UK: 41 generations from Mt. Everest

Tracing the Tribe knows that genealogists are very focused people. We know what we want and try to find it. Some might even say there are a few who have a touch of OCD.

According to the Oxford Times (UK), there are others who pass even that line, such as a British explorer who brought 45 containers – via yak (see below right) – to a Mount Everest base camp so he could continue tracking his 41 generations of ancestors.

Explorer Sir Ranulph Fiennes did just that as he missed a deadline for his new book, “Mad Dogs and Englishmen: An Expedition Round My Family.” He’s well-known for 30 international expeditions such as climbing Mt. Everest, crossing the Arctic and Antarctic ice caps, and was the first to complete a polar circumnavigation of the Earth.

“The papers came boxed up in 45 containers and were transported by yak to the base camp. I was able to complete the book by writing in between acclimatisation exercises on the mountain. The pages were handwritten and a senior BBC producer who was with us kindly allowed a BBC photographer to photograph the pages. They were then emailed to my home on Exmoor to be typed up and sent on to my publisher,” he said.

The resulting book is a remarkable record of the extensive Fiennes family going back 41 generations to the family’s French roots to Charles Martel (715-741), who was grandfather to Charlemagne.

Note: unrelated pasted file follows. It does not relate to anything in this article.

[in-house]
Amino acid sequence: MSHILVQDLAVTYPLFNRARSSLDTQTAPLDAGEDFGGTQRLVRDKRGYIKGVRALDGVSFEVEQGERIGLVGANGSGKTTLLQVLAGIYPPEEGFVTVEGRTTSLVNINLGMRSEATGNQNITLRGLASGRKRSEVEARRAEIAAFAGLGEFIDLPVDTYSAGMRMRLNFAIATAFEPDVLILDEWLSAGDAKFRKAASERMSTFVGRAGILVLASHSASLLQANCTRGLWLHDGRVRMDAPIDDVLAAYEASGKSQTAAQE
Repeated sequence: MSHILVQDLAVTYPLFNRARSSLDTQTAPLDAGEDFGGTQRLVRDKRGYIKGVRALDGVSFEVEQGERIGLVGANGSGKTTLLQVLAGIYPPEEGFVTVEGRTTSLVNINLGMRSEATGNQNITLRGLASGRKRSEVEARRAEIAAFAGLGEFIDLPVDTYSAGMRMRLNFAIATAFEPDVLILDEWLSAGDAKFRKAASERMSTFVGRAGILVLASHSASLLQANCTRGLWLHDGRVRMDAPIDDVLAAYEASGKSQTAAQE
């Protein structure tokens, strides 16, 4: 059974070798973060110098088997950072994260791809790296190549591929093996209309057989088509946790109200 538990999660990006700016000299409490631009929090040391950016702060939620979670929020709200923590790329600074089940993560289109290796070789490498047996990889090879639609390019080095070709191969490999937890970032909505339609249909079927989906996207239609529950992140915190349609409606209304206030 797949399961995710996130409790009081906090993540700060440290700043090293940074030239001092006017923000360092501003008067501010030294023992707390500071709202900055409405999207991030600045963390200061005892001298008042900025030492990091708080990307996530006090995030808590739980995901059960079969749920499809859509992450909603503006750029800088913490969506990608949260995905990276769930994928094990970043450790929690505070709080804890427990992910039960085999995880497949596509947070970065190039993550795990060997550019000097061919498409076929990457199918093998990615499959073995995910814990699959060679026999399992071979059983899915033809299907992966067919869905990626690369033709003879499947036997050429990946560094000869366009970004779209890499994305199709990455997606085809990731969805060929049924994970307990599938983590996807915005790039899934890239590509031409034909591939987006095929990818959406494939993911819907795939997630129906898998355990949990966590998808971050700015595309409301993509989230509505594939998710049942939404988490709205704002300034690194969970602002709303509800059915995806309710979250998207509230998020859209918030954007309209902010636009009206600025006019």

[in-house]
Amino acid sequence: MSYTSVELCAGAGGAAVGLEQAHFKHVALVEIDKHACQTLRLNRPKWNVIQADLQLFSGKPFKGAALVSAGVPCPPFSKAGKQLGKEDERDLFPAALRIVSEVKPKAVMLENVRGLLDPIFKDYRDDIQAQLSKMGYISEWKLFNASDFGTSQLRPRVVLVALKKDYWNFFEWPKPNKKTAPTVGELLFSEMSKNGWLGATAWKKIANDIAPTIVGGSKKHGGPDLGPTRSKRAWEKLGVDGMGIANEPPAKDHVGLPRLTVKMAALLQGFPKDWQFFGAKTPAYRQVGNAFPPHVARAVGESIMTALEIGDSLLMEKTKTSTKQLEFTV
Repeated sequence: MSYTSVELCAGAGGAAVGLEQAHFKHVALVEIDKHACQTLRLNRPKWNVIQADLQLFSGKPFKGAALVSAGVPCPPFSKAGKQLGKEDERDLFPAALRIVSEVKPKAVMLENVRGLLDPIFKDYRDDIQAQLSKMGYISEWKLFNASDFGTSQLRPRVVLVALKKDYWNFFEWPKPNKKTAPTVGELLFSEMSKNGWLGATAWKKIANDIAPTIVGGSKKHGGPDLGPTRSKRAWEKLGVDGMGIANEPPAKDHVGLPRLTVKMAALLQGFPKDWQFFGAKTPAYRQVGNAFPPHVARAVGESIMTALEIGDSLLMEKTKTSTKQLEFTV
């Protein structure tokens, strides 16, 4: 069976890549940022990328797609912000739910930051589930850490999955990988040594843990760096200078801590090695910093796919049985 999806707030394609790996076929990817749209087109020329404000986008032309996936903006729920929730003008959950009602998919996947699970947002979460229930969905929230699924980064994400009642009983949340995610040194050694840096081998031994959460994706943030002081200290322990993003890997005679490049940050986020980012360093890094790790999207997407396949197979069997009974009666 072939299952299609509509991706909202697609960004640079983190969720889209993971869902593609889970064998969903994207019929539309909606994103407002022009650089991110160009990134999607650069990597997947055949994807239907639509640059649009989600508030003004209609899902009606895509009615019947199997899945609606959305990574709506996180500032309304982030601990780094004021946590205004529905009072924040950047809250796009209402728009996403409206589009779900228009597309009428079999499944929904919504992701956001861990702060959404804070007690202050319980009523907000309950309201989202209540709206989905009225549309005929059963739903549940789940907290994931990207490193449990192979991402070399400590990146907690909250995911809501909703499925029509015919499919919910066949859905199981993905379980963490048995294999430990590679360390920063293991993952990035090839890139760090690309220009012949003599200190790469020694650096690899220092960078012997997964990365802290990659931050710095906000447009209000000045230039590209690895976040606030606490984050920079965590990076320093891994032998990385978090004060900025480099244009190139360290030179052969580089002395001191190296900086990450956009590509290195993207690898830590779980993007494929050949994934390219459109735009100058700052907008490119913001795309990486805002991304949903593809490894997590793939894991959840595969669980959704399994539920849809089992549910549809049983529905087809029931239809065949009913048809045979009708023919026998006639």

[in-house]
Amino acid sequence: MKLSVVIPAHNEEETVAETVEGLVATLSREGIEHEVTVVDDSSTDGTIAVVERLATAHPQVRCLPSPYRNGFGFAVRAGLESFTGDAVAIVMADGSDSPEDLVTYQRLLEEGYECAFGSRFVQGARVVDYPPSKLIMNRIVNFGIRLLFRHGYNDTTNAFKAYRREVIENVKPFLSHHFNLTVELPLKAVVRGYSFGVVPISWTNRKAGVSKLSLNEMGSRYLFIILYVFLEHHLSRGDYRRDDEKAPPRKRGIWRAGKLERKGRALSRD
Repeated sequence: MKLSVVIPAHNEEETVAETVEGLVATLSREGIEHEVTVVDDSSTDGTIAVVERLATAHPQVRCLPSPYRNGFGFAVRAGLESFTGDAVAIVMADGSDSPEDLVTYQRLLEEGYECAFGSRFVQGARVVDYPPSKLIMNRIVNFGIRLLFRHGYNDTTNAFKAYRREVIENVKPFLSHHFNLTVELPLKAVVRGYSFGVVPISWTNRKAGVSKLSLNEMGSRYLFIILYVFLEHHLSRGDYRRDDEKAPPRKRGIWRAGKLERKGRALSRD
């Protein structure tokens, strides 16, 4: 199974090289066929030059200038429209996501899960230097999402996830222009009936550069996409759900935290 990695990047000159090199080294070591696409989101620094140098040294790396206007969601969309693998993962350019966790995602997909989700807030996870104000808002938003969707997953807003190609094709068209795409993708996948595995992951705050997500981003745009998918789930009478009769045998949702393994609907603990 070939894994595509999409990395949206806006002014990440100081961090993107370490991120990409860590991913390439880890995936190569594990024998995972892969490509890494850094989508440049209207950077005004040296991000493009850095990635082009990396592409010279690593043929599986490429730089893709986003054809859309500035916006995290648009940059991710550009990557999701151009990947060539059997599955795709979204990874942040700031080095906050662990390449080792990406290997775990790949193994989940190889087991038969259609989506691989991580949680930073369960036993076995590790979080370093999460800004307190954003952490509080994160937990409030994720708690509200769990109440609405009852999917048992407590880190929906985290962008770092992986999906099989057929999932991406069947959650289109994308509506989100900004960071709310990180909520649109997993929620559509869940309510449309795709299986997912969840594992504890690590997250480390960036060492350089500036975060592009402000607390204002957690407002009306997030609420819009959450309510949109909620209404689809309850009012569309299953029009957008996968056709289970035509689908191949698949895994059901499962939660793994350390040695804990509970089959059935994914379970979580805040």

It helps to have a family castle where your people have lived for 20 of those 41 generations and which also contains a huge family archive.

In the article, Fiennes says many documents were found in sections of the Castle. He was somewhat shocked – and never suspected – that the family history would go back to his ancestor, Eustace of Boulogne, in 1066.

If you like nursery rhymes or have recently read them to a younger descendant of yours, you might have read “Ride a Cock Horse to Banbury Cross.” The family received the title Baronet of Banbury after an ancestor rescued the town. A line in the rhyme has come down as “Ride a cock horse to Banbury Cross to see a fine lady upon a white horse,” although Fiennes’ mother told him in the 1940s that it should be “to see a Fiennes lady upon a white horse.”

The Fiennes lady was Celia Fiennes (1662-1741). Her father, Gen. Nathaniel Fiennes, was almost hanged by Cromwell for losing Bristol to the Royalists. The adventurous woman did something women of that day did not do – she explored the countryside, riding sidesaddle to every English county. “The Diaries of Celia Fiennes” was published in 1887.

Read the complete story at the link above.

Ancestry: The UK-Wales death index

Ancestry.co.uk posted a very low key release of an important dataset, according to our good friend Laurence Harris, “our man” in London.

He reported that there’s now a full name searchable death index for all deaths in England and Wales for 1916-2005.

Instead of having to search for a name visually on multiple images of the GRO index pages for each quarter year, readers can now do an easy name search in one-shot for 1915-2005. Another great boon is that wildcards and non-exact (variant) spellings are allowed.